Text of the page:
5.) Next we need to setup the VM object and start to add needed configuration information
$vmImageOffer = “UbuntuServer”
$vmImageSku = “14.04.2-LTS”
$osDiskName = “osDisk”
$osDiskCaching = “ReadWrite”
$vmUserName = “harrison”
$jumpVMName = “vm-jump-westeu”
$jumpVM = New-AzureVMConfig -VMName $jumpVMName -VMSize “Standard_A1”
$jumpVM = Add-AzureVMNetworkInterface -VM $jumpVM -NetworkInterface $jumpNic
$cred = Get-Credential -UserName $vmUserName -Message “SSHCredential, use blank password”
$jumpVM = Set-AzureVMOperatingSystem -VM $jumpVM -Linux -ComputerName $jumpVMName -Credential $cred
NOTE: Please note that that I put a blank password in when the prompt appears or you can use what ever pass phrase you used when you created the SSH Key.
$jumpVM = Set-AzureVMSourceImage -VM $jumpVM -PublisherName $vmImagePublisher -Offer $vmImageOffer -Skus $vmImageSku -Version “latest”
$vmJumpOSStorage = “http://$stdStorName.blob.core.windows.net/$vmStorContainer/vm-jump-westeuOSDisk.vhd”
$jumpVM = Set-AzureVMOSDisk -VM $jumpVM -VhdUri $vmJumpOSStorage -name “vm-jump-westeuOSDisk” -CreateOption fromImage
ASM vs ARM DIFFERENCE: Please notice that there are some differences in how we configure a VM. There are a few more cmdlets available to provide specific pieces of the configuration, such as a separate cmdlet for defining the operating system, which also takes in a PSCredential object for the username and password. There is also a separate cmdlet for the creating of the Operating System disk or VHD. In the ASM set of cmdlets, these were handled within the main Config cmdlets.
6.) Next to Last, we need to create the SSH Public Key and make sure that it stored within the server for authentication use for a specific username.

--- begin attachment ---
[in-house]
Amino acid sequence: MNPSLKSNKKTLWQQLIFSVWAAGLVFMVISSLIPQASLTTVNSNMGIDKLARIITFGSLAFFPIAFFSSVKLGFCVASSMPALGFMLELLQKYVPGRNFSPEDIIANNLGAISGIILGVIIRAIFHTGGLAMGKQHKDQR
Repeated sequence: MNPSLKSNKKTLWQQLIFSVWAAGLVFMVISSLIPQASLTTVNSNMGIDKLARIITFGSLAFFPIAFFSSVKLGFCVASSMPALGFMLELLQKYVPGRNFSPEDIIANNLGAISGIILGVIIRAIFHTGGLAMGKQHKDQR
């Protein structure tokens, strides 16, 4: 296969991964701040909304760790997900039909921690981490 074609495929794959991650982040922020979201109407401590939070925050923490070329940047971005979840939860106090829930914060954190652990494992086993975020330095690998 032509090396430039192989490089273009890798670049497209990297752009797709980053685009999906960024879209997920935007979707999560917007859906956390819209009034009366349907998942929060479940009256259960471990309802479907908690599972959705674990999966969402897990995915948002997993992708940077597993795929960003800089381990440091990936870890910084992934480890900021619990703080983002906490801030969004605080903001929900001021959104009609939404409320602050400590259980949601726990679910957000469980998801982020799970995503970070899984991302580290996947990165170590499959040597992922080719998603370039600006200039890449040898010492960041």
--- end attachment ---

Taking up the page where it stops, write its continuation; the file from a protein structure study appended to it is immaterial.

$jumpVM = Add-AzureVMSshPublicKey -VM $jumpVM -Path “/home/$vmUserName/.ssh/authorized_keys” -KeyData <Enter Public Key Data Here>
ASM vs ARM DIFFERENCE:
Here is another small, but very important difference when deploying a VM. In IaaS V1, an x.509 based RSA cert is required for the Public Key, but in ARM mode, a standard openssh based RSA Key is required. This means that the process for creating the keys are very different. To create a key using the ever popular PuttyGen utility, use the following article: Generating RSA Keys with SSH – using PuttyGen
7.) Lastly, we need to actually create the VM with all of the configuration information that we have passed into the object
New-AzureVM -ResourceGroupName $rgname -Location $location -VM $jumpVM;
Once this is done, you should be able to connect to and authenticate against the server using the private key that was created from the PuttyGen utility. You will of course need to make sure to get the Public IP that was attached to the NIC to know how to connect. Some additional articles related to other VM configurations and SSH based combinations can be found below. Pay close attention to the first one as it is from a fellow CSA and goes into a lot of detail about many of the cmdlets that I used above.